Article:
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Don’t Go Chasing Waterfall

Updated: Mar 12

By: Kristen Ardito | September 7, 2022 | PMO & Project Management | Agile Transformation | Change Management

Great project managers do this.

Opening Observations

Why do so many organizations struggle to gain adoption for Agile? Why do so many “transformations” feel like another exhausting exercise that takes teams away from doing “real” work? It shouldn’t be so hard right? I mean, a methodology built on the promise of servant leadership, “just enough” documentation, inspect and adapt and incremental delivery should be a no-brainer right?

I’ve slowly and painfully come to the conclusion that while Agile is a good methodology and certainly better than Waterfall, it isn’t perfect.

Sure, with Agile, the months of lengthy upfront planning - usually done with minimal input from the team, are gone. With Agile, teams no longer need to read volumes of documentation that could easily have been condensed. Done right, Agile teams can deliver incrementally and strike the right balance of delivering quality code, addressing tech debt and work on new feature development. But done wrong, Agile can be used as a shield to protect mediocrity and lead to a lack of predictability in the larger ecosystem.


The Struggle to Scale

Agile Transformation - The Struggle to Scale

I’ve seen plenty of organizations go through Agile transformations only to struggle with longer lead times, issues addressing reliability at scale and burned out teams who can never catch a break. In time, finger pointing and distrust can become rampant.





Before you know it, Scrum-fall or Watered down Agile starts to creep in - in the worst case scenario, a new management team is hired to lay down the law and whip everyone into shape. My experience has shown that this approach may result in short term gains to the long term loss of top talent who won’t work under those circumstances.

Small organizations who experience success when team sizes are small and autonomous must not blame teams when there is a growth in complexity (more people, more code, more processes, more applications, etc.) leading to delays and bottlenecks and increased dependencies.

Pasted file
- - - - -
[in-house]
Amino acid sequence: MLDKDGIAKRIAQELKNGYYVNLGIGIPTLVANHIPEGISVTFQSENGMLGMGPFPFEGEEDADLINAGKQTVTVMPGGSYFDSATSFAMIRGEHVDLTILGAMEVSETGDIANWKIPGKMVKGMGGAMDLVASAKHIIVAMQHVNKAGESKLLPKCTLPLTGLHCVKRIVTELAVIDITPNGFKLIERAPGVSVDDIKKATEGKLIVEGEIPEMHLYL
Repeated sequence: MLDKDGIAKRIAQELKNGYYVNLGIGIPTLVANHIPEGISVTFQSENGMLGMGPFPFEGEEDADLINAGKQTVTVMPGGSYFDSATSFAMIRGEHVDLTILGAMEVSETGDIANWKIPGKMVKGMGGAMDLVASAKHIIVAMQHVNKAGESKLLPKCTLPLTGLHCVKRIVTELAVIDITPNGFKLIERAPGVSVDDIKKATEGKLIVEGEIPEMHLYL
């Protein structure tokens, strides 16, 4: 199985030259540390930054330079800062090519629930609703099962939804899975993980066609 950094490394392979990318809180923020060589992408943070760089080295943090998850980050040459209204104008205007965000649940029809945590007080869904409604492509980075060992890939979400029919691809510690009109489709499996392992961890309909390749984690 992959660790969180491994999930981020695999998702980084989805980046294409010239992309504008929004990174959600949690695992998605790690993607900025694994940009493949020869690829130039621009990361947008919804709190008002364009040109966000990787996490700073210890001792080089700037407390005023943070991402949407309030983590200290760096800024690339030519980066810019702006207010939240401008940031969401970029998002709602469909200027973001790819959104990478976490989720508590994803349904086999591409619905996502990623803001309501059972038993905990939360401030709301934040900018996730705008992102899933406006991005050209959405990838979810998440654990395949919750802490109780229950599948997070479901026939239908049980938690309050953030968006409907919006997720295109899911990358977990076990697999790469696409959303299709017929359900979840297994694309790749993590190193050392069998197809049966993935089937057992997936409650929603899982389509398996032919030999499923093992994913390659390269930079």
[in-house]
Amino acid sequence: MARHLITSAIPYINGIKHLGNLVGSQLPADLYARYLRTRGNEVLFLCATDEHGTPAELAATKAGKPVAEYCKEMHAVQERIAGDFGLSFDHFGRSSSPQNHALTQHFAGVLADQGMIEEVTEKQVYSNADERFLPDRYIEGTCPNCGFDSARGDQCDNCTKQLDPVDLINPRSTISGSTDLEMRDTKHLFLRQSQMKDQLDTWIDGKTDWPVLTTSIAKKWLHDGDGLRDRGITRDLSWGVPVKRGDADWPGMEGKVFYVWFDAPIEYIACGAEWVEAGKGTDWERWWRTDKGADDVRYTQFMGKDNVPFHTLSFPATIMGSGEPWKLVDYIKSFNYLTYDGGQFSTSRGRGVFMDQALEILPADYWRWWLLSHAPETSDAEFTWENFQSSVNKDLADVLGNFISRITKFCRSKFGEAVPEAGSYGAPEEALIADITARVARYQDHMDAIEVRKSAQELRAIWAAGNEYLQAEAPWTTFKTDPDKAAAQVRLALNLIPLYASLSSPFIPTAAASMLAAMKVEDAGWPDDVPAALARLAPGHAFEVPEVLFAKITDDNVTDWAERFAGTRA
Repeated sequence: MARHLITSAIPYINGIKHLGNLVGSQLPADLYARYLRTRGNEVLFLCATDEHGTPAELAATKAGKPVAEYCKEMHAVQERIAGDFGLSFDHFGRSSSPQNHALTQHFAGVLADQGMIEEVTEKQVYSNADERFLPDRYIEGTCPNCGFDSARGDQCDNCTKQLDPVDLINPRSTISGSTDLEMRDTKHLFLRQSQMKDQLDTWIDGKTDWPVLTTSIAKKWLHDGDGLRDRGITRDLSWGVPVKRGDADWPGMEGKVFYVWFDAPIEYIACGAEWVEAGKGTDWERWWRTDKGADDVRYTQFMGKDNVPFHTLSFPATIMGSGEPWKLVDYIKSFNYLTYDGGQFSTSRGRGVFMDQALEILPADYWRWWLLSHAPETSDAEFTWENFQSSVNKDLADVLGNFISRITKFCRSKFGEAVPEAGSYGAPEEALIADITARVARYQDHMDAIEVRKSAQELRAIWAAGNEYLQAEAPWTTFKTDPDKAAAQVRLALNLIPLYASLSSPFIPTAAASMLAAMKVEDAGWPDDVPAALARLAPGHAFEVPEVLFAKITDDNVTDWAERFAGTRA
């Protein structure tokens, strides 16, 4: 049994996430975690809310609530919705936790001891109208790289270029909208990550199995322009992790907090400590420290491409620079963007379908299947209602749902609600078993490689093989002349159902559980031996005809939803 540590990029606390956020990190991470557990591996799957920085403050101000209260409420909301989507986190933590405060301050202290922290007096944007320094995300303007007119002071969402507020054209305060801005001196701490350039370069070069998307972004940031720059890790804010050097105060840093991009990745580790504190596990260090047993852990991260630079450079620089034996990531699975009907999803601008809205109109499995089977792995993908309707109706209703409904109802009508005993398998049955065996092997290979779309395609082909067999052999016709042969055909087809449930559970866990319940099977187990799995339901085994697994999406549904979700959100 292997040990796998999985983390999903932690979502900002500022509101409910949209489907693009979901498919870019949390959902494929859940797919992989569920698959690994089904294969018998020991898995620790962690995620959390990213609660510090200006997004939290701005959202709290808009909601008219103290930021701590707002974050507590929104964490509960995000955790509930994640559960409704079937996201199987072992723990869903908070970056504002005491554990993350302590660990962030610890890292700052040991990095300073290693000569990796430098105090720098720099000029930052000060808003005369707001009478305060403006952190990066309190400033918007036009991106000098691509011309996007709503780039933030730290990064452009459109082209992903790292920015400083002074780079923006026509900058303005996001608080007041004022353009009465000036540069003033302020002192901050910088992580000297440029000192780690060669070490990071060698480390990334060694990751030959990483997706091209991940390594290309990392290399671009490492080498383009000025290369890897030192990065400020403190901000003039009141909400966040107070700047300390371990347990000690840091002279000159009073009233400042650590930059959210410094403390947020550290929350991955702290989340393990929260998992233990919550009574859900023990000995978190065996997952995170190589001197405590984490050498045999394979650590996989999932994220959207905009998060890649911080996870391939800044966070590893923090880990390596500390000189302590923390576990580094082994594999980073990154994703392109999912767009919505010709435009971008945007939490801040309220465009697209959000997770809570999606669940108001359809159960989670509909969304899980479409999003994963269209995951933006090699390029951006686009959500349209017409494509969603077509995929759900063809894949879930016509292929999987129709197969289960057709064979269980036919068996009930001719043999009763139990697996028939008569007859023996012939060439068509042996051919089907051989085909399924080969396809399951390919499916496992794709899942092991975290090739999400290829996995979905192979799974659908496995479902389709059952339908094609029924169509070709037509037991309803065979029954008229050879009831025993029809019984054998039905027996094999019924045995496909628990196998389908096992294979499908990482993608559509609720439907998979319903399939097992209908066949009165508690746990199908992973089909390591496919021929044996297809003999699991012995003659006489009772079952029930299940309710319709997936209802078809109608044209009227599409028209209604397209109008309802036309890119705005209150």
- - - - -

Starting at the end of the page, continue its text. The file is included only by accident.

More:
Organizations that are growing will begin to experience delays due to code complexity that wasn’t the case when there were only a handful of engineers. Infrastructure can become a constraint as loads increase and transactions exponentially multiply. Testing is sometimes left to the very end, which is costly and risky.


Often there is a tension that between product leaders (who would prefer to prioritize new feature development) and engineering leaders (who never get a chance to address mounting tech debt).

This is not the fault of the teams and simply demanding they work longer hours to address these issues without help is only going to lead to burnout. To add insult to injury, as the delays mount, more processes, meetings and demands are often thrown at the teams in an effort to speed things up. And you guessed it, these processes often have the opposite effect.


Intention and Change Management

Intention and Change Management

There is another factor at play that may impact the success of Agile at organizations. The intention of the leaders who are tasked with implementing Agile at any organization matters. Intention is defined as: “a thing intended; an aim or plan”.


What does this mean?

If Agile is implemented by leaders who are looking to hold on to or to gain control over teams, then the framework will be distrusted. I’ve also witnessed leaders hiring outside the organization to implement Agile and everything is done behind closed doors. Teams don’t really understand what is going on and often have no say.




I have witnessed a growing trend of leaders who say they believe in Agile, and even use many of the language from the Agile manifesto, but their actions undermine their words.

This can manifest in misaligned expectations and confusion as teams struggle to understand why they are being asked to meet date driven deadlines, with fixed scope for example.

Another trend I’ve observed: Some technology leaders are so desperate to attract qualified candidates in a competitive job market that they proudly tout their “Agile framework” while privately becoming paranoid that deadlines are not being met, workers are unmotivated and that without being told explicitly to innovate that teams are losing their edge.

I’ve seen this manifest in roadmaps that were so jammed with features and ideas that the leadership and business teams wanted that there was no room for the teams to innovate even if they wanted to! I found myself playing a balancing act between the product and engineering teams and the executive/business teams.

There is a growing realization that in order to bring the spirit of Agile with the need for some planning and reporting, change management techniques should be used to build awareness and support for the framework.


My experience has taught me that even one or two resistant people can undermine a lot of goodwill. It’s important to listen.

Change Management